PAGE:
By Danielle Gorman
If you’re anything like me, then you watch a LOT of Netflix; after-all, our generation invented the whole concept of binge-watching. And while you’ve been spending your hours watching and rewatching Orange Is the New Black episodes, I have an alternative for you.
My alternative has something to do with Megan Follows. If you’re younger than twenty, you might only recognize her from the hit T.V. show Reign. She plays the mostly hated, sometimes redeemed, Queen Catherine de’ Medici. However, if you’re lucky, you might’ve grown up watching a well-beloved, much-loved series of movies based on the popular Anne of Green Gables.
Want to know a secret? Netflix is making a reboot.
That’s right, you heard me. Anne of Green Gables is coming to Netflix next year!
Originally filmed in Canada, where the story takes place, this addition to Netflix (which is being filmed in Ontario) is one I’m actually looking forward to, and I have two reasons for that: Anne and Gilbert.
Anne is the epitome of the sensitive, imaginative, and passionate child. She is moved by things as simple as flowers blossoming amongst weeds and as complex as the poetic verses of Tennyson. She is as dramatic as they come, which leads to the hilarious scene where her boat sinks and she has no choice but to let Gilbert heroically save her.
Excuse me while I sigh—Gil does that to me. And that’s why Gil’s irritating charm is one of the reasons I love this story.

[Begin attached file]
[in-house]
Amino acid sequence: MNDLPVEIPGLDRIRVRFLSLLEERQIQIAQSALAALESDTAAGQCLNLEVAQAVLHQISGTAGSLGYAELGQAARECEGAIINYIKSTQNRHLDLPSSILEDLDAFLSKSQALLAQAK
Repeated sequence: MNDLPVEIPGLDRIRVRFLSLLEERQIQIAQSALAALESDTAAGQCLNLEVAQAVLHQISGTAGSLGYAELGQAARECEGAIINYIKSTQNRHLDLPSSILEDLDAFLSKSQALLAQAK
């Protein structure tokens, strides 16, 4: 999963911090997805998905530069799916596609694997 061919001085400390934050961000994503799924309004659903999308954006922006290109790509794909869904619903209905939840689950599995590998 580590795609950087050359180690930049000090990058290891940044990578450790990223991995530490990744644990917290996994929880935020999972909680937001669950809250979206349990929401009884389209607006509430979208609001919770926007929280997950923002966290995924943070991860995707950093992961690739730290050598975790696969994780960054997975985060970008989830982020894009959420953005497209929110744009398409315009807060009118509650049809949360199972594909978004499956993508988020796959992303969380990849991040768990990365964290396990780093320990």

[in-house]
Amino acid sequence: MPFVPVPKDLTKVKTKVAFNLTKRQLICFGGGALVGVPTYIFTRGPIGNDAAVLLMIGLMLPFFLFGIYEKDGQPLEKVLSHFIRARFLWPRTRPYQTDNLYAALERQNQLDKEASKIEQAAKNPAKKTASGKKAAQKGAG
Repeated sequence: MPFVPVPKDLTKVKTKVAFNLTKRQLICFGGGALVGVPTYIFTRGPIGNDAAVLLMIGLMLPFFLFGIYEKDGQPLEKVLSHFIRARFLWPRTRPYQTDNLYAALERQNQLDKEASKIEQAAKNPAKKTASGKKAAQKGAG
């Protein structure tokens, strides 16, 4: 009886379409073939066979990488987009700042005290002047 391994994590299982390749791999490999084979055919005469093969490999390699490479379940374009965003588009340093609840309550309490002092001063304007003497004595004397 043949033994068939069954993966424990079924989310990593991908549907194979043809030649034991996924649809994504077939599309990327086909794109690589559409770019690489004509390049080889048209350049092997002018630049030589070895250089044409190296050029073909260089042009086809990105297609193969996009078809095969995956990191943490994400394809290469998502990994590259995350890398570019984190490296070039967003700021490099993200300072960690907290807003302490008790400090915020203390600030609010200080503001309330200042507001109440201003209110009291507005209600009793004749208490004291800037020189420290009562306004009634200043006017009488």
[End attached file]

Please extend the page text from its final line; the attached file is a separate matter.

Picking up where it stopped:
I feel I need to make a confession though. I didn’t see the original movies until I was in my twenties (you may feel free to gasp in disbelief). I never had a chance to see them in my childhood, but someone mentioned them to me two years ago and I decided to rent them and see what all the fuss was about.
At first, I found Anne to be high-maintenance. I pitied Matthew and Marilla. Anne seemed like a handful! She was reasonably optimistic, for a recent orphan, but the melodrama was a bit much for me. However, as the films went on I began to relate to Anne’s sense of the Romantic and literature. Her independence and passion also inspired me. Yes, she could be impetuous. But she made up for her short-coming is beautiful ways: her kindness, her loyalty to friends like Diana, her belief in all that is good and moral.
The absolute delight I experienced by watching the films led me to the books. I read the first one and was enchanted by the characterization which shows people at home in Avonlea and also bursting to try new things.
My hope is that the reboot accurately follows the characters; I’m less concerned about plot points being covered. I just want the characters to be authentic and realistic and not too modernized. Regardless, I’m sure the new cast and crew will do an exceptional job bringing these much-loved characters to life.
But as LeVar Burton would say: Don’t take my word for it! Grab a copy of the book, or watch it on Netflix to see for yourself that Anne of Green Gables is a story worth knowing.